Is it our modern lifestyle which unhinges the mind at weird angles? As a young girl growing up, I was not aware that quite so many phobias existed. Then again, I lived in a poor country where worrying about paying the rent and having enough to feed your family were highest on people’s lists of fears.
Is the lack of life’s worries the very thing that has induced these abundant fears? Or have phobias always been present but misdiagnosed?
I’ve just heard of Automysophobia. It’s the fear of being dirty. All the usual signs of increased heart-rate, panic attacks, dry mouths, excessive sweating, and the feeling of losing control, accompany what is a genuine terror of getting dirty. The most worrying symptom is that people who suffer with authomysophobia tend to take extreme measures to stay clean. Walking in the path of oncoming traffic to avoid stepping on a muddy patch on the ground is not uncommon behaviour for this type of illness. Washing with bleach if one feels that they’ve become dirty is also not unheard of.
Automysophobia isn’t just the dislike of dirt on one’s skin, or being careful not to appear dirty to one’s peers. It’s totally irrational, like most phobias, and digs itself into the psyche a whole lot deeper than simply being ‘careful.’ The good news is that it can be managed with behaviour therapy and treatment.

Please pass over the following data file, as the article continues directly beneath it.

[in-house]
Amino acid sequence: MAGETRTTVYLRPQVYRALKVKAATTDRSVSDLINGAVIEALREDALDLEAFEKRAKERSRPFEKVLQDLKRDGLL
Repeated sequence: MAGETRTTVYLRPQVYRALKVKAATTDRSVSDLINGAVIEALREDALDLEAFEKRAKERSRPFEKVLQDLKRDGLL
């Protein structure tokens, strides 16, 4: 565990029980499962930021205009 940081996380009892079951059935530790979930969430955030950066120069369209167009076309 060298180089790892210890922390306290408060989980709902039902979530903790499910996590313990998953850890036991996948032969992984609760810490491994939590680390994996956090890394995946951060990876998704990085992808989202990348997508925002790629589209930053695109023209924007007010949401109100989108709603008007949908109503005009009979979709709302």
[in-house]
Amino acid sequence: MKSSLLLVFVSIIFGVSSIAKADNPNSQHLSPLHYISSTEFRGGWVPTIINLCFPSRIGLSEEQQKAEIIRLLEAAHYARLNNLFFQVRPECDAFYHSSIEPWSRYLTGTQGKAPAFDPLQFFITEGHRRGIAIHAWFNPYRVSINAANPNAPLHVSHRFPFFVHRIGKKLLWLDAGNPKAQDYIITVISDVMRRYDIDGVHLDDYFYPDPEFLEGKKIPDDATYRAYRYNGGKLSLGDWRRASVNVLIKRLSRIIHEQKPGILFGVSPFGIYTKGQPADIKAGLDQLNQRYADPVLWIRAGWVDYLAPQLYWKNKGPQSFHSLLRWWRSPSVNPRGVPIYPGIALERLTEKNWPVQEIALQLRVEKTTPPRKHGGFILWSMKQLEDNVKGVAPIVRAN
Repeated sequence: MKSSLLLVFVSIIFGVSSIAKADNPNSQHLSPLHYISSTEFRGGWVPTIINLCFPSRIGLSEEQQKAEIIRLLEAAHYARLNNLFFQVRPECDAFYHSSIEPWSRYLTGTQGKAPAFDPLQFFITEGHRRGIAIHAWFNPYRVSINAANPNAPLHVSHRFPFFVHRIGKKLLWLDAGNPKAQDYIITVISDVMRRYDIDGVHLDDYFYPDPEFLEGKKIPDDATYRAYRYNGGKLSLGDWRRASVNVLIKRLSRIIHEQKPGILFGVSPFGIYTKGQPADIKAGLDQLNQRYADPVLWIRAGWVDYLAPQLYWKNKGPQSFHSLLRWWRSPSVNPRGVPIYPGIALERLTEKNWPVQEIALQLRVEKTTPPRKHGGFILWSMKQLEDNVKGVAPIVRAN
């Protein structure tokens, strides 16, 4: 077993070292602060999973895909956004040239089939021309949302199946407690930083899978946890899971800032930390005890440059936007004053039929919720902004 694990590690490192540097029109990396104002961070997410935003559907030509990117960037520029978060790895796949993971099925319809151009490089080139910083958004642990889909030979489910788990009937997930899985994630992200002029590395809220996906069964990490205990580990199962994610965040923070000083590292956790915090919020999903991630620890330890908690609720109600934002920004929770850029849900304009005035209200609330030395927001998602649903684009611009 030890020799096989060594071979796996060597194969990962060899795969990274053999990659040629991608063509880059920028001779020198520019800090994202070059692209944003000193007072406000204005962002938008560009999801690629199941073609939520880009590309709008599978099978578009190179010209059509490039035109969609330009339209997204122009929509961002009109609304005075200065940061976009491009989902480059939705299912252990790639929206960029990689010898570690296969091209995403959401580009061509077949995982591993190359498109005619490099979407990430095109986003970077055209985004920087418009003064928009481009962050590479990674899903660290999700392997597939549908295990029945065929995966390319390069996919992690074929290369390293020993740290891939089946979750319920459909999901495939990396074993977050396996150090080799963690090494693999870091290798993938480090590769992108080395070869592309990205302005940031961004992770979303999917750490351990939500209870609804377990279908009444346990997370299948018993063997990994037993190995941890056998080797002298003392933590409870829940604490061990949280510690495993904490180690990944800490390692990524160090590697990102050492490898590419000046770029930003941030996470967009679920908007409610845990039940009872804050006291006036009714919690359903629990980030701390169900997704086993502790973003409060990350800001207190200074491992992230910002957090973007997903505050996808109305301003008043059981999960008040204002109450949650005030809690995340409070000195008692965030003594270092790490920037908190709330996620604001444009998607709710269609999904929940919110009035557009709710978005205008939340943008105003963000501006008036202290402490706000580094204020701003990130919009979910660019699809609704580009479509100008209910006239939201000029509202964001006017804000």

Be on the look-out for this developing in your children. With the onset of swine flu, people are understandably taking precautions to be extra clean. Talk to your children reasonably and don’t forbid them to get dirt on themselves. Dirt is part of growing up, and it shows that our children had some fun outdoors. This, in an age of obesity in kids, can only be a good thing. No one has found any relationship between ‘too tidy’ parents and the onset of automysophobia in kids, but don’t take any chances. Phobias make for a very miserable lifestyle for anyone, let alone young people blossoming into our very difficult world.